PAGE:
Decided February 9, 1926.
Appeal from Carter Circuit Court.
THEOBALD THEOBALD for appellant.
WAUGH HOWERTON for appellee.
Appellee, N.D. Tabor, instituted this equitable action against U.S.G. Tabor to quiet his title to a very small triangular tract of land on Main street in Olive Hill, Kentucky, and to enjoin appellant from trespassing upon it. By answer appellant claimed to own the same tract of land. The trial of the case resulted in a judgment for plaintiff, now appellee, and appellant has appealed.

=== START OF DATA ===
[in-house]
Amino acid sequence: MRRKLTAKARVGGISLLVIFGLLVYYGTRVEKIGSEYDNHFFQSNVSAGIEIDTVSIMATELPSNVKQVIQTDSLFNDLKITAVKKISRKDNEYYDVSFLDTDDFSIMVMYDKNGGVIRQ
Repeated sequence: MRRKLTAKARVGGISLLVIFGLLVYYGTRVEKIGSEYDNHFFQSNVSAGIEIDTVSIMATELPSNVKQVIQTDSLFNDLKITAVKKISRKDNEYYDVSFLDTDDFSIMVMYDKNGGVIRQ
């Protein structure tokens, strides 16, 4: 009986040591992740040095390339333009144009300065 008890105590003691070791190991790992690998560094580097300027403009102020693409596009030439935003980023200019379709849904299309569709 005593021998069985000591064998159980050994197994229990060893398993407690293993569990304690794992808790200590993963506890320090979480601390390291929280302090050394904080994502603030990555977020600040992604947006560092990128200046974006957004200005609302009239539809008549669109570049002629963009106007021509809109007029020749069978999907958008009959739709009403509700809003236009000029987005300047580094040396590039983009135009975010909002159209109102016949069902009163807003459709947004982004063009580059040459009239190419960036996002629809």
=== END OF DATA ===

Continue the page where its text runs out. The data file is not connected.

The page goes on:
The pleadings admit and appellee filed herein his title papers showing that the tract of land in controversy as a part of a larger tract formerly was owned by appellant, U.S.G. Tabor, but was conveyed by him to appellee, N.D. Tabor, on April 21, 1895. The small tract of land in controversy herein is referred to in the record as triangle No. 1. Another small tract of land known in the record as triangle No. 2 plays a considerable part. Appellant by his answer pleaded that after he had conveyed the tract to appellee in 1895, which included the tract in controversy herein, he or his wife repurchased a portion of it from appellee in 1902. The line to which he claims then to have repurchased so divided the land as to leave triangle No. 1 on appellee's side of it and triangle No 2 on appellant's side. Appellee pleaded further that several years ago a street which ran through the property was changed and relocated and that as changed triangle No. 1 belonging to appellee was left on appellant's side of the street, and triangle No. 2 belonging to appellant was left on appellee's side of the street; and that thereafter he and appellee exchanged those tracts of land the one for the other, he thereby becoming the owner of triangle No. 1, the tract claimed and described in plaintiff's petition. Appellee by reply traversed the answer. Each by his testimony sustained his pleadings. Appellant depended for his ownership of the tract of land which he claims to have traded to appellee in exchange for the tract claimed by appellee herein upon establishing by proof that after his conveyance of the tract of land to appellee in 1895, he subsequently repurchased the tract of land he claims to have traded to appellee. Both the small tracts known as triangle No. 1 and triangle No. 2 were included in the deed from appellee to appellant made in 1895. Appellant did not file in evidence any deed showing that appellant reconveyed any of the land to him. He wholly failed to establish by proof that appellee ever reconveyed to him or his wife any portion of the tract conveyed by them to him in 1895. So far as the evidence found in this record is concerned triangle No. 2, which appellant contends he traded to appellee for triangle No. 1, has been the property of appellee since it was conveyed to him by appellant in 1895. Appellant testified that he and appellee exchanged triangle No. 2 for triangle No. 1 and executed a joint deed to effect the exchange. A witness for him testified that he wrote the deed and took the acknowledgment of both appellant and appellee. The deed was not produced and was never recorded. Appellee denied that he signed or acknowledged the deed or that appellant ever had title to triangle No. 2 after he (appellee) acquired it by the deed of 1895. The decisive fact in the record, it seems to this court, is the fact that appellant failed to establish by filing his deed herein the fact that he repurchased from appellee a part of the tract conveyed to him in 1895, including the small tract referred to in the record as triangle No. 2, which he claims to have exchanged with appellee for the tract described in the petition. Upon the whole case it can not be said with reasonable certainty that the chancellor has erred, and the case clearly falls within the rule often announced by this court that if upon the whole case the mind be left in such doubt that is can not be said with reasonable certainty that the chancellor has erred, the judgment will be affirmed.